So, yesterday we looked at Ontario university graduate employment data (link to: previous). Today I want to zero in a little bit on what’s happening by field of study.
(I can hear two objections popping up already. First; “why just Ontario”? Answer: while Quebec, Alberta, British Columbia and the Maritimes – via MPHEC – all publish similar data, they all publish the data in slightly different ways, making it irritating (and in some cases impossible) to come up with a composite national figure. The National Graduate Survey (NGS) in theory does this, but only every five years but as I explained last week has made itself irrelevant by changing the survey period. So, in short, I can’t do national, and Ontario a) is nearly half the country in terms of university enrolments and b) publishes slightly more detailed data than most. Second, “why just universities”? Answer: “fair point, I’ll be publishing that data soon”.
Everyone clear? OK, let’s keep going).
Let’s look first at employment rates 6 months after graduation by field of study (I include only the six largest – Business/Commerce, Education, Engineering, Humanities, Physical Sciences and Social Sciences – because otherwise these graphs would be an utter mess), shown below in Figure 1. As was the case yesterday, the dates along the x-axis are the cohort graduation year.
Two take-aways here, I think. The first is that the post-08 recession really affected graduates of all fields more or less equally, with employment rates falling by between 6 and 8 percentage points (the exception is humanities, where current rates are only four percentage points below where they were in 2007). The second is that pretty much since 2001, it’s graduates in the physical sciences who have had the weakest results.
OK, but as many in the academy say: 6 months isn’t enough to judge anything. What about employment rates after, say, 2 years? These are shown below in Figure 2.
This graph is smoother than the previous one, which suggests the market for graduates with 2 years in the labour market is a lot more stable than that for graduates with just 6 months. If you compare the class of 2013 with the clss of 2005 (the last one to completely miss the 2008-9 recession), business and commerce students’ employment rates have fallen only by one percentage point while those in social sciences have dropped by six percentage points, with the others falling somewhere in between. One definite point to note for all those STEM enthusiasts out there: there’s no evidence here that students in STEM programs have fared much better than everyone else.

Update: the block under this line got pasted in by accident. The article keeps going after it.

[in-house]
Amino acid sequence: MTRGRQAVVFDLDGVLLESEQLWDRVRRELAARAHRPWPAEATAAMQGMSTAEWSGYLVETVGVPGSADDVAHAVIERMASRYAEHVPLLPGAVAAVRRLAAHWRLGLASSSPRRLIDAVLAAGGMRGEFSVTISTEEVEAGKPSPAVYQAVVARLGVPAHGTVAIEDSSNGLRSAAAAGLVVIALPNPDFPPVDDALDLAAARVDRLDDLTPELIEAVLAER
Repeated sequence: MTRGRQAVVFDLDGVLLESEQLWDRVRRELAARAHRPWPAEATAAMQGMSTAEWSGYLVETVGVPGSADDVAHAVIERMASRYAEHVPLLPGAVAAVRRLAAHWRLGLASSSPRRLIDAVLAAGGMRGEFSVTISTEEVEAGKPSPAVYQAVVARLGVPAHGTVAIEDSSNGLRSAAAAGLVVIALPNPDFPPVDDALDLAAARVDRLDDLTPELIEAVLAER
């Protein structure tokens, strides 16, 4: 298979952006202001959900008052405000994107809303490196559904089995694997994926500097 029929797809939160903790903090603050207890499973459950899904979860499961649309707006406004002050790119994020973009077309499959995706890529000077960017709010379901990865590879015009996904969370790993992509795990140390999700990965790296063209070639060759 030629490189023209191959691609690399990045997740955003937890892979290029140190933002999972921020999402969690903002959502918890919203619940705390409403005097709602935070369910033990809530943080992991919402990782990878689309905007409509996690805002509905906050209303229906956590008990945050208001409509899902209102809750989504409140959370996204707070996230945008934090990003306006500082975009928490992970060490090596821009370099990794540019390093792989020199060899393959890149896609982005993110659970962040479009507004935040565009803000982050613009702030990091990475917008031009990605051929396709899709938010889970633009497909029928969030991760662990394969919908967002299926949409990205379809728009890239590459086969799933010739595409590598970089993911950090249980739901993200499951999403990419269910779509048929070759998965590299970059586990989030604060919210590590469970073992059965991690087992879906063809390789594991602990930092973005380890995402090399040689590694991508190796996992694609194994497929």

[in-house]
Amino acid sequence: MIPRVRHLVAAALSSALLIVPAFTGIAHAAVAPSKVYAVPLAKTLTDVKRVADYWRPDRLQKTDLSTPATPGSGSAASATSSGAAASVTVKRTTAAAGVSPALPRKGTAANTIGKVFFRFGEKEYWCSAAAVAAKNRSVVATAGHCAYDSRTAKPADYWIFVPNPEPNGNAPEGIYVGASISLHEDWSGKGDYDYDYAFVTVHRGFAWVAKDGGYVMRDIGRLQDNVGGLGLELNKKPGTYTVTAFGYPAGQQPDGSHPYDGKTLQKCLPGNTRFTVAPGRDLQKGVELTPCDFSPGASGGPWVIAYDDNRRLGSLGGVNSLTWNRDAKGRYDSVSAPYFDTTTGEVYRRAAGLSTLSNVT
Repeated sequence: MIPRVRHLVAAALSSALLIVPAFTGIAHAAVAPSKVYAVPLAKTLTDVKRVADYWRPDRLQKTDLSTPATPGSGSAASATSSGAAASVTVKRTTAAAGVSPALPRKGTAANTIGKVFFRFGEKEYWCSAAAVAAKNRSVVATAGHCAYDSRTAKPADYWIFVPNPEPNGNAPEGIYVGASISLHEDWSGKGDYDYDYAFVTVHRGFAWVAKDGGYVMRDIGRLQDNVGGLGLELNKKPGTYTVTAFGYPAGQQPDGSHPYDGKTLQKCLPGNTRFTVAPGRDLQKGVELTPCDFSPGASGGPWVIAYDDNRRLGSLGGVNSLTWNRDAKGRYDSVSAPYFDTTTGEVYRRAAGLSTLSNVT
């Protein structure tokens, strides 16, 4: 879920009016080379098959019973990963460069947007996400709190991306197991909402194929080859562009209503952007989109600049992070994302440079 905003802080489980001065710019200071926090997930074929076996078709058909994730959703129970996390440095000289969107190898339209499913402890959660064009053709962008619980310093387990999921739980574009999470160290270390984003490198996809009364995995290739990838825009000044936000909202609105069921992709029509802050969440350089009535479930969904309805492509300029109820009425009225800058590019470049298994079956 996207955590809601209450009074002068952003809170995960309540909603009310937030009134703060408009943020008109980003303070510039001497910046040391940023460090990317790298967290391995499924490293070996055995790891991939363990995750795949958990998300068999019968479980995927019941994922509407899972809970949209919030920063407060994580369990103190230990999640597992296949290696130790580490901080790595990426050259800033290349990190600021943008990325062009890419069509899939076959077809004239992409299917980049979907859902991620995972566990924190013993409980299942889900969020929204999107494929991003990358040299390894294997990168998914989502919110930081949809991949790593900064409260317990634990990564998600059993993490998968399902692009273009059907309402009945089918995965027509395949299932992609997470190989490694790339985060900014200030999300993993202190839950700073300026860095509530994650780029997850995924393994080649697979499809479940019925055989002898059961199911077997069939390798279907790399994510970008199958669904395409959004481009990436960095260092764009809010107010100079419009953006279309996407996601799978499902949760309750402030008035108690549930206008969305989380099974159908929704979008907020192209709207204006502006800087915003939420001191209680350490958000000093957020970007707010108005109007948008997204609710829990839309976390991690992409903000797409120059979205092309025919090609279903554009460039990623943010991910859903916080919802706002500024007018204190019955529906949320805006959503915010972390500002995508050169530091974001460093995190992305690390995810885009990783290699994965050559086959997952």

But employment is one thing; income is another. I’ll spare you the graph of income at six months because really, who cares? I’ll just go straight to what’s happening at two years.
To be clear, what figure 3 shows is average graduate salaries two years after graduation in real dollars – that is, controlling for inflation. And what we see here is that in all fields of study, income bops along fairly steadily until 2007 (i.e. class of 2005) at which point things change and incomes start to decline in all six subject areas. Engineering was down, albeit only by three percent. But income for business students was down 10%, physical sciences down 16%, and humanities, social sciences and education were down 19%, 20% and 21%, respectively.
This, I shouldn’t need to emphasize, is freaking terrible. Actual employment rates (link to: previous) may not be down that much but this drop in early graduate earnings is pretty disastrous for the majority of students. Until a year or two ago I wasn’t inclined to put a lot of weight on this: average graduate earnings have always popped back after recessions. This time seems to be different.
Now as I said yesterday, we shouldn’t be too quick to blame this on a huge changes economy to which institutions are not responding; it’s likely that part of the fall in averages comes from allowing more students to access education in the first place. As university graduates take up an increasing space on the right-hand side of an imaginary bell-curve representing all youth, “average earnings” will naturally decline even if there’s no overall change in the average or distribution of earnings as a whole. And the story might not be as negative if we were to take a five- or ten-year perspective on earnings. Ross Finnie has done some excellent work showing that in the long-term nearly all university graduates make a decent return (though, equally, there is evidence that students with weak starts in the labour force have lower long-term earnings as well through a process known as “labour market scarring”).
Whatever the cause, universities (and Arts faculties in particular) have to start addressing this issue honestly. People know in their gut that university graduates’ futures in general (and Arts graduates in particular) are not as rosy as they used to be. So when the Council of Ontario puts out a media release, as it did last month, patting universities on the back for a job well-done with respect to graduate outcomes, it rings decidedly false.
Universities can acknowledge challenges in graduate without admitting that they are somehow at fault. What they cannot do is pretend there isn’t a problem, or shirk taking significant steps to improve employment outcomes.